Special Report: Community Relations
Alaska Raceway Park’s Michelle Lackey Maynor, at left, provides Speedy Bears to children at Patient Housing at Alaska Native Medical Center.
Being a good neighbor helps promote harmony with the local community, but according to these track executives, undeniable benefits exist for operators willing to invest the time in outreach.
Running a race track is not for the faint of heart. It may look like fun and games with the grandstands full, cars roaring around the track, and the concession stand line reaching to the paddock. But track operators have to walk a fine line in giving fans what they want, racers what they expect, and keeping the local community happy.
That last part, community relations, may be the biggest ongoing challenge. Race tracks are noisy and draw traffic, and thus are easy targets for activists of all stripes. Even if the complainers are a distinct minority, they often have outsize influence among the local political class and on social media.
“We’re kind of a nuisance business. Somebody told me that term once, and I kind of liked it,” said Michelle Lackey Maynor of Alaska Raceway Park, Palmer, Alaska. “We have a lot of fun and we do racing and we really enjoy it, but not everybody enjoys the noise, so I try to make sure that we’re key players in the growth of our area, as well as try to keep up that goodwill part of things.”
Even well-established racing facilities can’t rest on their laurels, as urban sprawl has pushed new neighborhoods out toward tracks located in formerly remote locales. “The track is 68 years old this year,” said Doug Hobbs of Evergreen Speedway, Monroe, Washington. “When they first built the speedway, there wasn’t a house near this race track. And now, as communities have grown, the houses are within sight of the race track, coming down the hill.
“I guess more than anything, noise is the problem facing many tracks across America,” he continued. “You try to let the homeowners’ association know about your bigger events, let them know the challenges of traffic you’re going to bring to the area. I think it’s all about communication. We try to over-communicate with the county officials and city officials about what to expect. Last year when we brought in well more than a standing-room-only crowd for Nitro Circus, we started hours in advance with the city to start traffic control, trying to avoid some of those issues. When you’re trying to funnel an extra 10,000 cars on a two-lane street, it gets congested.”
“Motorsports has an uphill battle compared to stick-and-ball sports when it comes to the community,” said AJ Moore of Lake Erie Speedway, North East, Pennsylvania. “A lot of people, they’ll lean more toward baseball, football, basketball, hockey, because they know it. With motorsports, you have to come out, you’ve got to taste it, see if you like it. We do a lot of thrill shows to just get them in the door. I think that is a battle because [the stick-and-ball sports are] just what everybody knows. Which in turn makes us possibly have to do a little bit more in advertising just to be top-of-mind.”
One key step to making community relations run smoother is to join the various local organizations that network with other businesses and coordinate promotional and charitable events. The representatives from the tracks we spoke with were all active participants in multiple organizations.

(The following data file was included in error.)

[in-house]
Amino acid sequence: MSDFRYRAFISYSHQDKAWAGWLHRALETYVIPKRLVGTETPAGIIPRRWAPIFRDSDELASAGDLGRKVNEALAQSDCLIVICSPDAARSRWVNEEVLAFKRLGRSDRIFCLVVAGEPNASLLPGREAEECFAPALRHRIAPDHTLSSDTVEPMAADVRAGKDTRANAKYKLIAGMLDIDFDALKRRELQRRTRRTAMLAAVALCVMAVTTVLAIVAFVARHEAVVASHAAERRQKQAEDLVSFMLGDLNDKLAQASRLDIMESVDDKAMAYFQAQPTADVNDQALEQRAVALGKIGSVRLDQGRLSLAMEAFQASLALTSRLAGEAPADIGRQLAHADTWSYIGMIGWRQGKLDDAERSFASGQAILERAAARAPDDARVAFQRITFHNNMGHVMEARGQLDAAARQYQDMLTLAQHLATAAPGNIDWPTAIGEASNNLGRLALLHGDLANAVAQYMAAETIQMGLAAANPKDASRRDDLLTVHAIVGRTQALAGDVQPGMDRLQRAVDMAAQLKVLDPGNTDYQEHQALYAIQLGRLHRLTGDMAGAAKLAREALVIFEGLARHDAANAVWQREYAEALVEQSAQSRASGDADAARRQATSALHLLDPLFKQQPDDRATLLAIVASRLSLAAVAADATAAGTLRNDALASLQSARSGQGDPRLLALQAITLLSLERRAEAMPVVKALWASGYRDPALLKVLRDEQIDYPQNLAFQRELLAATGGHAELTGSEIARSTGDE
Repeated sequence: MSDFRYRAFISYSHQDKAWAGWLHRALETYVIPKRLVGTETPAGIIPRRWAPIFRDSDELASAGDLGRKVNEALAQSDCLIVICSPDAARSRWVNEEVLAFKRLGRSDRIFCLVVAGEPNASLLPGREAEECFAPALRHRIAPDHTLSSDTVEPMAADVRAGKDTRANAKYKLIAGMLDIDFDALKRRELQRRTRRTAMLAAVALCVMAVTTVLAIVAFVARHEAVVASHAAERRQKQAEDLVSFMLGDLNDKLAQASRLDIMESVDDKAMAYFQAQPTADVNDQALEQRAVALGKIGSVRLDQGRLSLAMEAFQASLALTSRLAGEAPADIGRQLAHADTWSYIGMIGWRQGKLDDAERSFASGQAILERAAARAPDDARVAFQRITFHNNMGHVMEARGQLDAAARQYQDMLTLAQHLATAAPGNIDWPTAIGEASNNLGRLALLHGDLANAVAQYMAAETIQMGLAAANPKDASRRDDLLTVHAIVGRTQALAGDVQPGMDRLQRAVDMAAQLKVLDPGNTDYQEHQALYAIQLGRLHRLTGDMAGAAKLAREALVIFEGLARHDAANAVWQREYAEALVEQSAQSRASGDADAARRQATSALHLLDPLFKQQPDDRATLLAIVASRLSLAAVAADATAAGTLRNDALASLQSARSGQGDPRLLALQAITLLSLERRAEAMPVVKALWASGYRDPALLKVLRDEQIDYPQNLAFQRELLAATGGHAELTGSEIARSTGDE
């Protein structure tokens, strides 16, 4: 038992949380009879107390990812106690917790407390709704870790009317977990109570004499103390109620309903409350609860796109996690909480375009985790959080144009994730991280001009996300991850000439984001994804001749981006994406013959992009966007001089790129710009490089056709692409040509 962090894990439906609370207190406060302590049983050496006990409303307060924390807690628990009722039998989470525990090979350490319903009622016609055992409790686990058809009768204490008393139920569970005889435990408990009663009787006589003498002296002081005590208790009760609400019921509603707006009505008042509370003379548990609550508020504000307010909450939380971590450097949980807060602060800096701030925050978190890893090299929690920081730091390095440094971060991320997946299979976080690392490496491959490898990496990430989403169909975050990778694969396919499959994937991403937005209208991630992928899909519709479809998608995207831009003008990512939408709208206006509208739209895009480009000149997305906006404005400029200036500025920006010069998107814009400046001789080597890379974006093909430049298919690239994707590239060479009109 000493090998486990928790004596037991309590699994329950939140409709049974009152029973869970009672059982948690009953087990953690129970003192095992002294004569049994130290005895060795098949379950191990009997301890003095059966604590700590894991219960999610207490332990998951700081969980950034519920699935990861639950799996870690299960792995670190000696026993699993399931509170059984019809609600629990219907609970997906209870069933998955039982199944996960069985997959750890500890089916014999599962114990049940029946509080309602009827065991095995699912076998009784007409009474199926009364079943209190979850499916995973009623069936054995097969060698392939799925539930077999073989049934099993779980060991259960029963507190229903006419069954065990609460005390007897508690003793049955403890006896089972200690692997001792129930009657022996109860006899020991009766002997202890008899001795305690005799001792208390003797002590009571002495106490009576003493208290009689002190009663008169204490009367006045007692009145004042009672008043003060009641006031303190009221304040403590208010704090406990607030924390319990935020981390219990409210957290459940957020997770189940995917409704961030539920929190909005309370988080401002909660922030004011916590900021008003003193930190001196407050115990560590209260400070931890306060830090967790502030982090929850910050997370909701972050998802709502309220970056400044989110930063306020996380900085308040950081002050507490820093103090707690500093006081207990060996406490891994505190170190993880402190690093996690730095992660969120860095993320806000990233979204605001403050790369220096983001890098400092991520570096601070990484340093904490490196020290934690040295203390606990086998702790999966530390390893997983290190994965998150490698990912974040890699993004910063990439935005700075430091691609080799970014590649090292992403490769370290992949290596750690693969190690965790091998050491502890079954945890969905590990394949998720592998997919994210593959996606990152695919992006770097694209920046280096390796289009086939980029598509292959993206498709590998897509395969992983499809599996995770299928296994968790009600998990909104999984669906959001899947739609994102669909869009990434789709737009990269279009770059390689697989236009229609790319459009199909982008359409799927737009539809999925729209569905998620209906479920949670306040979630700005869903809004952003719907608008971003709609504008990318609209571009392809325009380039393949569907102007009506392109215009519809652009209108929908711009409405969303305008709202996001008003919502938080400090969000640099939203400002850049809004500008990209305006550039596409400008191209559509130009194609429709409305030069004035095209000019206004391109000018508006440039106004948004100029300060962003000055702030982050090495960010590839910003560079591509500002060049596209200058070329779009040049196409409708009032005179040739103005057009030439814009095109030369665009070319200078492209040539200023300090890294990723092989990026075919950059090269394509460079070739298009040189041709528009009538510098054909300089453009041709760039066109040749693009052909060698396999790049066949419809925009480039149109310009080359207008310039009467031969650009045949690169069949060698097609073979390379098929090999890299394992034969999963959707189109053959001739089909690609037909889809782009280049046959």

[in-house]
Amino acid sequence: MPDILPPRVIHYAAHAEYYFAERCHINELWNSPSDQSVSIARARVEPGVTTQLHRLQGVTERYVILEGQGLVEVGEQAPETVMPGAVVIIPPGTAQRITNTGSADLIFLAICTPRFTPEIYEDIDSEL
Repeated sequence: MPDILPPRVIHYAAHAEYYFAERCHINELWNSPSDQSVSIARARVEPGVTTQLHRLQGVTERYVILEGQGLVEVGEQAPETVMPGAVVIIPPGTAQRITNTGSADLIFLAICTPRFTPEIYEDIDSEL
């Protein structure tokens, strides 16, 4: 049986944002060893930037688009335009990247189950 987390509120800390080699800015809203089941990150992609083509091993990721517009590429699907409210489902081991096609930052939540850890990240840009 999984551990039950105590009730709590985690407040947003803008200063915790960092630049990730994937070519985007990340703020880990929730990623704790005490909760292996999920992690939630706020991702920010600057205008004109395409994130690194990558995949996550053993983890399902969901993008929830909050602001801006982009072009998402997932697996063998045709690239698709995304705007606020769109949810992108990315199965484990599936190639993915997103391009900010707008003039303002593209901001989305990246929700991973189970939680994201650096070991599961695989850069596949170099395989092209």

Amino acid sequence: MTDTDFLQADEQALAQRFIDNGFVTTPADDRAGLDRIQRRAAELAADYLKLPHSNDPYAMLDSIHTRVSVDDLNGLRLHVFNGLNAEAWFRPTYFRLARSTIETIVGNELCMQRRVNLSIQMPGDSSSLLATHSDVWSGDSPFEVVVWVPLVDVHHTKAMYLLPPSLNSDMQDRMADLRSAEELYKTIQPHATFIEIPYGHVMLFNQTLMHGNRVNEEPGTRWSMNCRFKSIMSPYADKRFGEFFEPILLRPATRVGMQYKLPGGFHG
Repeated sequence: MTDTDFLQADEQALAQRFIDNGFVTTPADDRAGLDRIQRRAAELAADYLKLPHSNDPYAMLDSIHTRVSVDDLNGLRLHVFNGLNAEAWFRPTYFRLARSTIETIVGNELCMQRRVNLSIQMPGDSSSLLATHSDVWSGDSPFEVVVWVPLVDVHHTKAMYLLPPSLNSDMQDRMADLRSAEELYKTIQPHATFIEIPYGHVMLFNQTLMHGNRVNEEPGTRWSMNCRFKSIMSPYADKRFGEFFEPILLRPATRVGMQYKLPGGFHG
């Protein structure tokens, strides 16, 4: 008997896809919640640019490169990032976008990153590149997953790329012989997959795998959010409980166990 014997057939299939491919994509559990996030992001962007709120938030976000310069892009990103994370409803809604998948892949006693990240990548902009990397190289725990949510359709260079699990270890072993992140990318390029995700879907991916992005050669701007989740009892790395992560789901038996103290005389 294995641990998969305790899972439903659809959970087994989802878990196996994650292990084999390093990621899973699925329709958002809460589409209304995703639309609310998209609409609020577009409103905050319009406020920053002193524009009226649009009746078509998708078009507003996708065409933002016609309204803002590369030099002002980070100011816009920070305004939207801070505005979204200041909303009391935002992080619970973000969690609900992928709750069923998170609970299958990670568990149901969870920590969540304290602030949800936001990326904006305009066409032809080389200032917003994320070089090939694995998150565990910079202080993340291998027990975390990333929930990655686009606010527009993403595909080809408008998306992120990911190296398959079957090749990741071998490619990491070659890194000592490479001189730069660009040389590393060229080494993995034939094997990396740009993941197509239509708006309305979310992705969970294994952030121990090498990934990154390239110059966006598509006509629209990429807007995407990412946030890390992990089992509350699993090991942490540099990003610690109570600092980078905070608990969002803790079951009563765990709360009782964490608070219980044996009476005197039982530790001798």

“We work really closely with our Chamber of Commerce in the northeast and also our Erie Sports Commission and VisitErie,” Moore said. “The Sports Commission has helped us tremendously throughout the years in trying to get different events to come into the area. Tracks should be working with these non-profits. Anybody who is not trying to talk to the Chamber of Commerce or look for the Sports Commission is missing something. The Sports Commissions, they really help with the hotel rooms and stuff like that to try to keep the costs down for people coming in.”
Ben May of Pocono Raceway in Long Pond, Pennsylvania, is on the board of directors of the Pocono Mountains Visitors Bureau as well as the Pocono Mountains United Way. “We like to encourage our staff, if they have the time and are available, to find various groups in the region and join and see how they can give back,” May said. “That’s been a big deal for us, making sure that we’re approachable, that we’re not just seen as this group that brings in a ton of people once a year and then disappears. While we have NASCAR specifically one weekend a year, we’re engaged year-round.”
Membership in these organizations can lead to wider connections in the community. “One thing that I have always done, is that when it comes to schools, churches, kids, animals, we always find a way to say yes,” Hobbs said. “We work with everything from battered women’s shelters to gospel missions to helping out schools continuously. We are always giving. We take a lot of pride in that, and we get very few complaints. I think part of that is just because we’re so tied in with the Chamber of Commerce, we’re tied in with the lodging tax, we’re tied in with tourism promotion. I helped out the state in 2020 and 2021. We created a group that got race tracks open in 2020 under COVID-19, at least to competitors only. I helped spearhead that group. When you help a lot and people know you are doing it for the right reasons, they’ll be a lot more accommodating when you need something to help you. We don’t do it for the wrong reasons, we just do it because we think it’s the right thing to do.”